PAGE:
Where most people receive their diabetes care has gradually shifted from secondary to primary care. However, the variable abilities between GP practices can mean that some people with diabetes of similar complexity receive all their care in their local practice (for example, some are competent in insulin initiation, but some are not) while some are with community diabetes teams, and others in secondary care.
The drive to move services away from costly hospital care into primary care has been a theme for some time, motivated from models elsewhere such as Kaiser Permanente (Feachem et al, 2002) but is increasingly being driven by the general economic situation in the UK and the need to keep costs down, coupled with an ageing population with expanding health needs from long-term conditions like diabetes. Shifting services, and maintaining quality and keeping costs down can be difficult and is not achieved by just moving specialist services into primary care (University of Birmingham Health Services Management Centre and NHS Institute for Innovation and Improvement, 2006).
Proposed changes to the NHS encourage the use of other willing and competent providers, including the private sector, to support GPs in supporting the health needs of people with diabetes (Department of Health [DH], 2010a). There is also a greater recognition that the patient is a crucial player in their care and can take on more self-management with education and support (DH, 2001). This is not a new concept but is becoming more formalised through structured education programmes and care planning in diabetes. Commissioners have the task of ensuring best value for money (through, for example, eliminating duplication, appropriate skills mix, and new ways of working like the use of virtual clinics to maximise skilled but relatively costly healthcare professionals).
The following article discusses the approach taken in Cambridgeshire to re-design and invest in diabetes services. It is clear that working with commissioners was important to agree what the needs of the population were, what would be the most cost-effective way of meeting these, and to calculate the costs (and savings) of the proposed changes.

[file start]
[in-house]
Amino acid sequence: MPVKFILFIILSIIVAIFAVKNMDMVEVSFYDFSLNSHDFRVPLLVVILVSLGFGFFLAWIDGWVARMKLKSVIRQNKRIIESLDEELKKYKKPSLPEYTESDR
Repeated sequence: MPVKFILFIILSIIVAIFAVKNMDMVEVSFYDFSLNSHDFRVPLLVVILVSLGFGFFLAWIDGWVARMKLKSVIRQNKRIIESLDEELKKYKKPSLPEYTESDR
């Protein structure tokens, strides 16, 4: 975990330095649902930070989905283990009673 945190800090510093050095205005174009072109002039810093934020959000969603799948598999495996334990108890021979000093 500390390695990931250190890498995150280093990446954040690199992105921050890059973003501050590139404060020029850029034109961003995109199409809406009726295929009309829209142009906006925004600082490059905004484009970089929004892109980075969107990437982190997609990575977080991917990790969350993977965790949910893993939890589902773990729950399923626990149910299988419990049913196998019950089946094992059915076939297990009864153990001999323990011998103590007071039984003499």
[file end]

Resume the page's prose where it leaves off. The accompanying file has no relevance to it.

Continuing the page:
Rather than just adding more diabetes specialist nurses and diabetologists to the team, the introduction of two diabetes care technicians means less complex routine aspects of care can be undertaken at less cost, while relatively expensive diabetes specialist nurses and diabetologists can focus on people with complex needs. The use of specialist healthcare professionals in virtual clinics can mean greater numbers of patients can be reviewed, while at the same time empowering and educating primary care colleagues and strengthening networks and working relationships. Agreement about what competencies are required (which will guide decisions about the level of staff who need to be employed) to deliver the service has to be considered to ensure staff are “fit for purpose”. The recently revised diabetes nursing competency framework is a useful tool for this and is being considered as a model by other disciplines involved in diabetes management (TREND UK, 2011).
There is an increasing emphasis on outcomes and proving “worth” (DH, 2010b). The use of clinical outcomes, amount of activity, and costs (saved versus those invested) demonstrates value for money. Recent guidance from QIPP (Quality, Innovation, Productivity and Prevention) has identified certain medications as a potential source of saving money for the NHS. Pertinent to diabetes is the use of insulin analogues and blood glucose monitoring strips (National Prescribing Centre, 2011). Clinical experience can advise on appropriate use of medications to achieve good outcomes and quality while also making cost savings. The Cambridgeshire team have demonstrated that investing in an integrated specialist team can make savings in costs yet deliver in clinical outcomes: music to the ears of commissioners!